sundry injunctions to "moee-moee," and be "maitai"--in other words,
to go to sleep, and be good boys--we were left to ourselves, fairly
put to bed and tucked in.
Much talk was now had concerning our prospects in life; but the doctor
and I, who lay side by side, thinking the occasion better adapted to
meditation, kept pretty silent; and, before long, the rest ceased
conversing, and, wearied with loss of rest on board the frigate, were
soon sound asleep.
After sliding from one reverie into another, I started, and gave the
doctor a pinch. He was dreaming, however; and, resolved to follow his
example, I troubled him no more.
How the rest managed, I know not; but for my own part, I found it very
hard to get to sleep. The consciousness of having one's foot pinned;
and the impossibility of getting it anywhere else than just where it
was, was most distressing.
But this was not all: there was no way of lying but straight on your
back; unless, to be sure, one's limb went round and round in the
ankle, like a swivel. Upon getting into a sort of doze, it was no
wonder this uneasy posture gave me the nightmare. Under the delusion
that I was about some gymnastics or other, I gave my unfortunate
member such a twitch that I started up with the idea that someone was
dragging the stocks away.
Captain Bob and his friends lived in a little hamlet hard by; and when
morning showed in the East, the old gentleman came forth from that
direction likewise, emerging from a grove, and saluting us loudly as
Finding everybody awake, he set us at liberty; and, leading us down to
the stream, ordered every man to strip and bathe.
"All han's, my boy, hanna-hanna, wash!" he cried. Bob was a linguist,
and had been to sea in his day, as he many a time afterwards told us.
At this moment, we were all alone with him; and it would have been the
easiest thing in the world to have given him the slip; but he seemed
to have no idea of such a thing; treating us so frankly and
cordially, indeed, that even had we thought of running, we should
have been ashamed of attempting it. He very well knew, nevertheless
(as we ourselves were not slow in finding out), that, for various
reasons, any attempt of the kind, without some previously arranged
plan for leaving the island, would be certain to fail.
As Bob was a rare one every way, I must give some account of him.
There was a good deal of "personal appearance" about him; in short,
he was a corpulent giant, over six feet in height, and literally as
big round as a hogshead. The enormous bulk of some of the Tahitians
has been frequently spoken of by voyagers.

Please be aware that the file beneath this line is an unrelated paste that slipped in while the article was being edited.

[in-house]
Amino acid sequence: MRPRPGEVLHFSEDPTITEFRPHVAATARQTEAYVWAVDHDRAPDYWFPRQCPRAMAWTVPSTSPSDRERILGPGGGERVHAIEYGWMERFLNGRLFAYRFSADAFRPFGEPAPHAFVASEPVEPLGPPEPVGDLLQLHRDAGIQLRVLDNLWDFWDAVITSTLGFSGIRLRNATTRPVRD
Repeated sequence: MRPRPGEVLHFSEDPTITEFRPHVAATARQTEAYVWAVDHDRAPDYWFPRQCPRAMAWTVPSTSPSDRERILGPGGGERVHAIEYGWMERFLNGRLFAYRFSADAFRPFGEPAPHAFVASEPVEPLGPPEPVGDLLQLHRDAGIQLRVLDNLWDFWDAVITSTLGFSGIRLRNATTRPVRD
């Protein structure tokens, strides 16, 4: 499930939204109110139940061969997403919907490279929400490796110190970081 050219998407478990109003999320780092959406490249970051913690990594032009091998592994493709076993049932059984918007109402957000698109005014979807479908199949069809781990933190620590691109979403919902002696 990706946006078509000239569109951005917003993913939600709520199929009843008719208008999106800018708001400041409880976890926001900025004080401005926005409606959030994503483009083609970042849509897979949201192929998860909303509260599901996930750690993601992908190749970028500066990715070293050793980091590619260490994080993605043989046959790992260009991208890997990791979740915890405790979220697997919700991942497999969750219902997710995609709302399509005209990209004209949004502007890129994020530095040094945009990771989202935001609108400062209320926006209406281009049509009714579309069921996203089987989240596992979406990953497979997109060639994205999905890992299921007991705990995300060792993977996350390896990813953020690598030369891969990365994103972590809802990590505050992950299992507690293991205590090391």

Beside being the English consul's jailer, as it were, he carried on a
little Tahitian farming; that is to say, he owned several groves of
the bread-fruit and palm, and never hindered their growing. Close by
was a "taro" patch of his which he occasionally visited.
Bob seldom disposed of the produce of his lands; it was all needed for
domestic consumption. Indeed, for gormandizing, I would have matched
him against any three common-council men at a civic feast.
A friend of Bob's told me that, owing to his voraciousness, his visits
to other parts of the island were much dreaded; for, according to
Tahitian customs, hospitality without charge is enjoined upon
everyone; and though it is reciprocal in most cases, in Bob's it was
almost out of the question. The damage done to a native larder in one
of his morning calls was more than could be made good by his
entertainer's spending the holidays with them.
The old man, as I have hinted, had, once upon a time, been a cruise or
two in a whaling-vessel; and, therefore, he prided himself upon his
English. Having acquired what he knew of it in the forecastle, he
talked little else than sailor phrases, which sounded whimsically
I asked him one day how old he was. "Olee?" he exclaimed, looking very
profound in consequence of thoroughly understanding so subtile a
question--"Oh! very olee--'tousand 'ear--more--big man when Capin
Tootee (Captain Cook) heavey in sight." (In sea parlance, came into
This was a thing impossible; but adapting my discourse to the man, I
rejoined--"Ah! you see Capin Tootee--well, how you like him?"
"Oh! he maitai: (good) friend of me, and know my wife."
On my assuring him strongly that he could not have been born at the
time, he explained himself by saying that he was speaking of his
father, all the while. This, indeed, might very well have been.
It is a curious fact that all these people, young and old, will tell
you that they have enjoyed the honour of a personal acquaintance with
the great navigator; and if you listen to them, they will go on and
tell anecdotes without end. This springs from nothing but their great
desire to please; well knowing that a more agreeable topic for a
white man could not be selected. As for the anachronism of the thing,
they seem to have no idea of it: days and years are all the same to
After our sunrise bath, Bob once more placed us in the stocks, almost
moved to tears at subjecting us to so great a hardship; but he could
not treat us otherwise, he said, on pain of the consul's displeasure.
How long we were to be confined, he did not know; nor what was to be
done with us in the end.